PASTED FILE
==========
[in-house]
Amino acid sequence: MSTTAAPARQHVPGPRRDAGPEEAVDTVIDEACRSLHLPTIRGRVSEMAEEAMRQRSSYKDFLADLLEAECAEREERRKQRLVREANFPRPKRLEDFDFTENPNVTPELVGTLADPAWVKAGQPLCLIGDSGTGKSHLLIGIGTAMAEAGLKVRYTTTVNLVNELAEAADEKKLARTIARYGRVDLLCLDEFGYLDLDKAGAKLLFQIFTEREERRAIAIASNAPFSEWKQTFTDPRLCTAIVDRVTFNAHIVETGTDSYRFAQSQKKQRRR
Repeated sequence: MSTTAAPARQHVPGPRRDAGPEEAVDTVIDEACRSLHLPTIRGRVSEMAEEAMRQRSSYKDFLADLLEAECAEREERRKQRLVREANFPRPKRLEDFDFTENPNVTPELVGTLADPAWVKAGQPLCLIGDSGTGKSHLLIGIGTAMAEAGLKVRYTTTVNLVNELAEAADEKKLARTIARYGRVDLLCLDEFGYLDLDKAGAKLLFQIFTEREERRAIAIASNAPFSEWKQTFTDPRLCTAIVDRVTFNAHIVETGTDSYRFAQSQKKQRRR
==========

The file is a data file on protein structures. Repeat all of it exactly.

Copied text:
[in-house]
Amino acid sequence: MSTTAAPARQHVPGPRRDAGPEEAVDTVIDEACRSLHLPTIRGRVSEMAEEAMRQRSSYKDFLADLLEAECAEREERRKQRLVREANFPRPKRLEDFDFTENPNVTPELVGTLADPAWVKAGQPLCLIGDSGTGKSHLLIGIGTAMAEAGLKVRYTTTVNLVNELAEAADEKKLARTIARYGRVDLLCLDEFGYLDLDKAGAKLLFQIFTEREERRAIAIASNAPFSEWKQTFTDPRLCTAIVDRVTFNAHIVETGTDSYRFAQSQKKQRRR
Repeated sequence: MSTTAAPARQHVPGPRRDAGPEEAVDTVIDEACRSLHLPTIRGRVSEMAEEAMRQRSSYKDFLADLLEAECAEREERRKQRLVREANFPRPKRLEDFDFTENPNVTPELVGTLADPAWVKAGQPLCLIGDSGTGKSHLLIGIGTAMAEAGLKVRYTTTVNLVNELAEAADEKKLARTIARYGRVDLLCLDEFGYLDLDKAGAKLLFQIFTEREERRAIAIASNAPFSEWKQTFTDPRLCTAIVDRVTFNAHIVETGTDSYRFAQSQKKQRRR